By CBSLA Staff

LONG BEACH (CBSLA) — For the first time in more than 40 years, the city of Long Beach Friday announced it would regain full control of the Queen Mary, effective immediately.

“For the first time in decades, Long Beach has full control of the Queen Mary,” Mayor Robert Garcia said. “We will be fully engaged in the preservation of this historic landmark and are incredibly grateful for this opportunity.”

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According to a news release, the city was able to regain control of the ship after Urban Commons Queensway LLC, the current lessee, decided to surrender its existing leases and file a motion to formally reject the leases through the bankruptcy process.

According to the city, Urban Commons Queensway LLC was in default of several lease provisions, including failing to maintain the ship caused in part by decades of deferred maintenance by former ship operators.

Next week, the Long Beach City Council is set to consider authorizing $500,000 in Tidelands Critical Infrastructure funds to begin testing and design work for “the most critical repairs recommended in recent inspections.” Those efforts include bulkhead repairs, lifeboat removal and the installation of an emergency generator, temporary bilge pumps, and water intrusion warning systems.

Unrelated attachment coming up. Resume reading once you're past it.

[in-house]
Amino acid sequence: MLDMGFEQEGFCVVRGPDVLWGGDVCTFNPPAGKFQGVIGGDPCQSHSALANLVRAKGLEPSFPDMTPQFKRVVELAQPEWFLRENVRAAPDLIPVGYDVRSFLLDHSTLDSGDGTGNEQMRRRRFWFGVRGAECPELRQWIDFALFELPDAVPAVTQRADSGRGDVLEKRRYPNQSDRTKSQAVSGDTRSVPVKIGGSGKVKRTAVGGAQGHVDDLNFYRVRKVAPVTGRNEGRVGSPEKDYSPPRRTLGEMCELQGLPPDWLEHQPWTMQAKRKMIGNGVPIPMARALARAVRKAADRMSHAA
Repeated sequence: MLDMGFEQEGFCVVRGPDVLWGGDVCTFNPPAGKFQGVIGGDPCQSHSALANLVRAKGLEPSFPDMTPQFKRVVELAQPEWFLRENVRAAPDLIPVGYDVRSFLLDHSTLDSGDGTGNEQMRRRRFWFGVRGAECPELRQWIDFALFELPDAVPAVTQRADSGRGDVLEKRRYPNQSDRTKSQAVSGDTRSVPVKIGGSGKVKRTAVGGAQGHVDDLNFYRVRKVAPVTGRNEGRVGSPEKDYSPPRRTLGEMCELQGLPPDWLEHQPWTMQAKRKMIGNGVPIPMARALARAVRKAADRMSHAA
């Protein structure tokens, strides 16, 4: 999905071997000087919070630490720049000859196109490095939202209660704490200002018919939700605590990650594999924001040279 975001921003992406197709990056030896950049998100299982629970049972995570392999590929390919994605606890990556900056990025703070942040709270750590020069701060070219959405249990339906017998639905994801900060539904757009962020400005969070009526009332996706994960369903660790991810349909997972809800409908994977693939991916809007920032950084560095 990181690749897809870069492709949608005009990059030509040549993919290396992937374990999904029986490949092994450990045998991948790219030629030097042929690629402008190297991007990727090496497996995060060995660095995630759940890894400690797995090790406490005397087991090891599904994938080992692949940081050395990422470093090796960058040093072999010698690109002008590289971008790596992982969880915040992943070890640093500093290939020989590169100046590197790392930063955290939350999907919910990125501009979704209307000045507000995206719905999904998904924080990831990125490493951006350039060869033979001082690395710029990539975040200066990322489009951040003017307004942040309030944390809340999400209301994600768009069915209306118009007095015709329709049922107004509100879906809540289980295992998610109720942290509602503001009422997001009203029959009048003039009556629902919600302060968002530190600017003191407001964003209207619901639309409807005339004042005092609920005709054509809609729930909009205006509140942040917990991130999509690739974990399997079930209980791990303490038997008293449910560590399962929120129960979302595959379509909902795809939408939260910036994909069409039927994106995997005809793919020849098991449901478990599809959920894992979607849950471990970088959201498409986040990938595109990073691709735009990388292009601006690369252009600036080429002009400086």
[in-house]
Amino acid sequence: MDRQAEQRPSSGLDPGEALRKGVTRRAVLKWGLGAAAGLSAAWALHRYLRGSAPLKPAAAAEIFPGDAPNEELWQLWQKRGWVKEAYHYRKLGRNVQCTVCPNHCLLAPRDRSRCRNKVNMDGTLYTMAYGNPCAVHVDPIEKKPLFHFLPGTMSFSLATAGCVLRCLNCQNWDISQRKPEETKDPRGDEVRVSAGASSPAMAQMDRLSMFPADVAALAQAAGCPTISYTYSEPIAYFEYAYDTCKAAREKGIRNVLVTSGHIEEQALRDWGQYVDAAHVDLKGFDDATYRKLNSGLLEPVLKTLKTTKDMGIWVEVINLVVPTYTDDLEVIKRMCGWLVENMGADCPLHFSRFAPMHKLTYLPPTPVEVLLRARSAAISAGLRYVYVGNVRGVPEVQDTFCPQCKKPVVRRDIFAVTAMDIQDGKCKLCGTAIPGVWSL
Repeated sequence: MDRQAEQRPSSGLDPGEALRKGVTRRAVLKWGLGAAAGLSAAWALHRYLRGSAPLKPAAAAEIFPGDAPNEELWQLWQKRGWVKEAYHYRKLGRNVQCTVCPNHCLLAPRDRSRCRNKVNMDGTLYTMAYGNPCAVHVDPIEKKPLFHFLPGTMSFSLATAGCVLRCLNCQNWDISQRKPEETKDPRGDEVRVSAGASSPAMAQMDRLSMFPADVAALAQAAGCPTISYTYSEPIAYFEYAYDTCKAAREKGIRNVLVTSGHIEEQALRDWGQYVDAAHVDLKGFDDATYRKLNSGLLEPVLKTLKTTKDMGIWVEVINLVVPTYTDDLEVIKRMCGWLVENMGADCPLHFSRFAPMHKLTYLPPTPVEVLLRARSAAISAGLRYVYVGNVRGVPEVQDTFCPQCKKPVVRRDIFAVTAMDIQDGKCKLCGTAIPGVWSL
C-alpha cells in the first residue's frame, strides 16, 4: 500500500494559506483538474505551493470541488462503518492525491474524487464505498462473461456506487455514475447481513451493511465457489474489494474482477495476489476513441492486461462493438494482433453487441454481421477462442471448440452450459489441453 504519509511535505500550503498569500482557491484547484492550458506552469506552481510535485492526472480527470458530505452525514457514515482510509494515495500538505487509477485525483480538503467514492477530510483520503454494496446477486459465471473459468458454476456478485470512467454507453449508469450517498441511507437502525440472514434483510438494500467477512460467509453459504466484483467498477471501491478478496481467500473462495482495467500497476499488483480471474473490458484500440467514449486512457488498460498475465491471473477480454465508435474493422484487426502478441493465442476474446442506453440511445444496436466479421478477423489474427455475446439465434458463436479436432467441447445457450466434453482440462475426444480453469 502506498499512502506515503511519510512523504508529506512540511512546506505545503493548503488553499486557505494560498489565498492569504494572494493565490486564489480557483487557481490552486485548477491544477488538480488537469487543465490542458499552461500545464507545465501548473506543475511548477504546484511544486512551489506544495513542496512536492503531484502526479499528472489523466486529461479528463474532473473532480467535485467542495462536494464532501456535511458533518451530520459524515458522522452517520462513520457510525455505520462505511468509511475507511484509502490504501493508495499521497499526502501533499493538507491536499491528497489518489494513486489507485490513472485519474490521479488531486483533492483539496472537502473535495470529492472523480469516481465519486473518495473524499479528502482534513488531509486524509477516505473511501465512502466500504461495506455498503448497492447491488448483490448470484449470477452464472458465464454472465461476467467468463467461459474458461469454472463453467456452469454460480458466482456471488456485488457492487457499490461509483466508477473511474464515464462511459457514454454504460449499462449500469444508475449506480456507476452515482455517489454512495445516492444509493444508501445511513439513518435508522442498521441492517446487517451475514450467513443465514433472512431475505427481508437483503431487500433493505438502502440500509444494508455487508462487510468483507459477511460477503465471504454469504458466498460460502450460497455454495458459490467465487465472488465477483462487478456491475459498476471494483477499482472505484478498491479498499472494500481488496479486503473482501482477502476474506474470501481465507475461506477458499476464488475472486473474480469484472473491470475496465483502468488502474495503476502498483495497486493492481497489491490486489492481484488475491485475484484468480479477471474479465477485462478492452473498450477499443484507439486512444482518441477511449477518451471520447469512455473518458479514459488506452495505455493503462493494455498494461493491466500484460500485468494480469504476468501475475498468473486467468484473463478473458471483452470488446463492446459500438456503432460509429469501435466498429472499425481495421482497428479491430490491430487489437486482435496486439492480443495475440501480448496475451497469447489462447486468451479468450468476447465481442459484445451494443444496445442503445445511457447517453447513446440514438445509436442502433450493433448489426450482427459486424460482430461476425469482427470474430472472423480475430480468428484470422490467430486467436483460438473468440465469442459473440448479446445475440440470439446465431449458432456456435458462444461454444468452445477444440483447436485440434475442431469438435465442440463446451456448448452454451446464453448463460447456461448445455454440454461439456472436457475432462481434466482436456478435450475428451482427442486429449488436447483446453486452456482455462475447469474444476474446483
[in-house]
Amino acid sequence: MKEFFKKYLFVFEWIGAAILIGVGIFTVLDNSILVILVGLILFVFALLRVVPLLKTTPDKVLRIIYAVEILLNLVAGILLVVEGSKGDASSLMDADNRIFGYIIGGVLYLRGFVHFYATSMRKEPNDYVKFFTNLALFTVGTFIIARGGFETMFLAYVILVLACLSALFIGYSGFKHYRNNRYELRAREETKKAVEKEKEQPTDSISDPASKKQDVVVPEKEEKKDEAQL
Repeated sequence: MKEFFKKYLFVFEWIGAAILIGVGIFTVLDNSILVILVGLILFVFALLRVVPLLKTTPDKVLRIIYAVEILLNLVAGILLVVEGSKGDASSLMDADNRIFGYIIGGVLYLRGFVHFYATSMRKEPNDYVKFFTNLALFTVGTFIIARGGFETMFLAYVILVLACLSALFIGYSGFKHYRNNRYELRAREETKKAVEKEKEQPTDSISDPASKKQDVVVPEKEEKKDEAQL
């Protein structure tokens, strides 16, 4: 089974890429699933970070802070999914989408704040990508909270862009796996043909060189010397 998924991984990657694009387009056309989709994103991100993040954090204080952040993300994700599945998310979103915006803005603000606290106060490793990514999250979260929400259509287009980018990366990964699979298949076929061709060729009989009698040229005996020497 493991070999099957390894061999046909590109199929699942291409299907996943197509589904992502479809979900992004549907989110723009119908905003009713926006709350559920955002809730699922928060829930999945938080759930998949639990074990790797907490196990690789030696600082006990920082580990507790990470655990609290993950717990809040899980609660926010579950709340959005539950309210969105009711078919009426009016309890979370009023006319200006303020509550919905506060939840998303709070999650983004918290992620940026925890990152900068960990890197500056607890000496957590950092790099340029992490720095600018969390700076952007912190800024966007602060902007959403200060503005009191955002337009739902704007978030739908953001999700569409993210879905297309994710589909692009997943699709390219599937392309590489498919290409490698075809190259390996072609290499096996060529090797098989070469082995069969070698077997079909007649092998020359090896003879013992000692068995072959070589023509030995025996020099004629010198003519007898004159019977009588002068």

The city is also expected to enter into a $2 million contract with Evolution Hospitality to handle the day-to-day operations of the Queen Mary Hotel and surrounding property at the June 8 meeting.

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According to the city, the immediate repairs are estimated to cost a minimum of $5 million.

The city has also regained control of the surrounding properties, which include more than 40 acres of parks, cruise terminals and parking lots.

“I am excited about this once in a generation opportunity to set the course for future preservation and development of our City’s icon,” Councilwoman Cindy Allen said. “This is a chance to enhance our stewardship of the Queen Mary and I look forward to working with my colleagues to lead the upcoming discussions. We know this is a big undertaking, and we are committed to doing right by our community who hold the Queen Mary dear in their hearts.”

The city last has full control of the ship in 1978 and, prior to leasing to private companies, the Port of Long Beach held ownership until 1993. The Port is said to be conducting a study on resuming ownership of the ship and surrounding properties.

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The Queen Mary will remain closed to the public while the critical repairs are completed, the city said.